Tonight the Streets Are Ours / Page 40

Page 40


Roman had been in the game for all of six minutes, and Lindsey was a terrible liar, but it was possible that a child might believe her.

Roman didn’t seem to be paying attention to her, though. “I don’t know where Mom went,” he said.

“To New York, Roman,” Arden said. “You do know.”

He shook his too-big head. “I saw her in the stands, though. I saw her while I was playing. But she wasn’t there afterward. Why wouldn’t she come say hi? Because we lost?”

Arden and Lindsey exchanged a glance. “She wasn’t there,” Arden said. “I promise.” But there was a tightness in her chest. If her mother had been there, she would have noticed—right?

“Yes, she was,” Roman insisted. “She was sitting right under the exit sign.”

Then Arden realized what had happened. Roman hadn’t been wearing his glasses, so of course it made sense that he would have gotten confused, from a distance. “No, Roman,” she explained, and she felt so bad for him, her baby brother, who had so much learning to do about the world and all of its disappointment. “That wasn’t Mom. That was just me.”

Arden’s mother explains herself

It was funny that Roman thought their mother would come home for his basketball game, because the next day, she sort of did. Not in a literal, physical sense. But she sent a letter. It was addressed just to Arden, and her father hand-delivered it while she was sitting in her room doing homework on Monday after rehearsal.

“No,” Arden said when he handed it to her. “What is this? No.”

“Your mother asked me to make sure you got this.”

“And what, you just do everything she tells you now?”

“I think doing this particular thing makes sense,” Arden’s father said. “You won’t take her calls. You don’t respond to her e-mails. I think you should hear her out.”

“Do you know what she says in here?” Arden asked, weighing the unopened envelope.

“I have a pretty good idea.”

Arden gave an impatient snort. “I don’t have time for this. There’s a huge math test tomorrow that I’ve barely studied for, and I’m supposed to call Chris in twenty minutes, and Naomi is freaking out over some costuming thing, and I can’t rearrange my entire life just because Mom has written a letter.”

“Fine,” her dad said. “I don’t have time for this, either. It’s pro day for a lot of big college teams, and I need to keep track of it all.” He turned and left her room.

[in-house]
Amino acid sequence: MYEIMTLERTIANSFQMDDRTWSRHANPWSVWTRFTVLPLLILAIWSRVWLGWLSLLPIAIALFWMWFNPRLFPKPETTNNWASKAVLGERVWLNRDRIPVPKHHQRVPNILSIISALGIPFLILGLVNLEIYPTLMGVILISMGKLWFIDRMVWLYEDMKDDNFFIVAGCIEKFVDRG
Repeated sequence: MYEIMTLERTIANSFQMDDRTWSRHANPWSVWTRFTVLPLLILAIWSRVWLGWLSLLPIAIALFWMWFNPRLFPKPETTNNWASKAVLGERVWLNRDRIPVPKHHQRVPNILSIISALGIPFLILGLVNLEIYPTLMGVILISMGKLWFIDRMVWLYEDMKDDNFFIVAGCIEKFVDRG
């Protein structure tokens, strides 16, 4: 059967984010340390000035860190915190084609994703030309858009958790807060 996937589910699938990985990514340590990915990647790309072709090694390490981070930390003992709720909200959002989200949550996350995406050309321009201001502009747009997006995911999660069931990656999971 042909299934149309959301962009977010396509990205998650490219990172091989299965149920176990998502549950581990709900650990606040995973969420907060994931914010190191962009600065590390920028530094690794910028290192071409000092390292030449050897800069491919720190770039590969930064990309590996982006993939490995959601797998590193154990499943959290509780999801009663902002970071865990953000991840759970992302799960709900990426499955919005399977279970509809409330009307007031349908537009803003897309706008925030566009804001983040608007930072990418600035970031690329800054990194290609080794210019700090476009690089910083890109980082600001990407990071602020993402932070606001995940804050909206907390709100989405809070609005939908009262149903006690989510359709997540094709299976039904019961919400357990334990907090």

A minute too late, Arden said, “Oh, Dad, that’s not what I…” She sighed. She hadn’t wanted to fight with her father. But the person she wanted to fight with wasn’t there.

A letter. Could there be a more one-sided form of communication? A letter was saying, I’m going to state my thoughts, and you can’t argue with them because I’m not even there to hear you. All you can do is listen to me. A letter was not a conversation.

Arden threw it in the recycling bin. Then she fished it out and opened it. Her curiosity always got the best of her.

This is what her mother’s letter said:

Dear Arden,

I know you’re angry at me, and I don’t blame you. I’m certain what I’ve done has been traumatic for you, and it pains me to think about how you might be suffering, or what you might think of me now. But this was something I had to do. I’m hoping that enough time has passed since I left that you might be willing to consider what I have to say, to try to understand why I felt like I didn’t have any other options.

The first thing I need you to know is that I did not leave because of anything you or your brother did, or failed to do. I love you both with all my heart, and all my soul, and nothing that you ever do, or fail to do, could change that. Please understand that.

Things between your father and me have been difficult for a while, and in recent years, instead of improving, they’ve only gotten more challenging. As you’re well aware, your grandparents fought constantly when your dad was growing up, and it affected him in a lot of negative ways. So it was important to him that you and Roman not be exposed to the same sort of parental conflict that he was, and I agreed with that. But the truth is that just because two people aren’t yelling at each other doesn’t mean that they’re making each other happy.

To put it simply, your father and I have very different ideas of what it means to be a parent. And I reached a breaking point. I felt like I had done all the running of our household for seventeen years. I wasn’t getting the sort of support from your father that I needed. And I couldn’t take it anymore.

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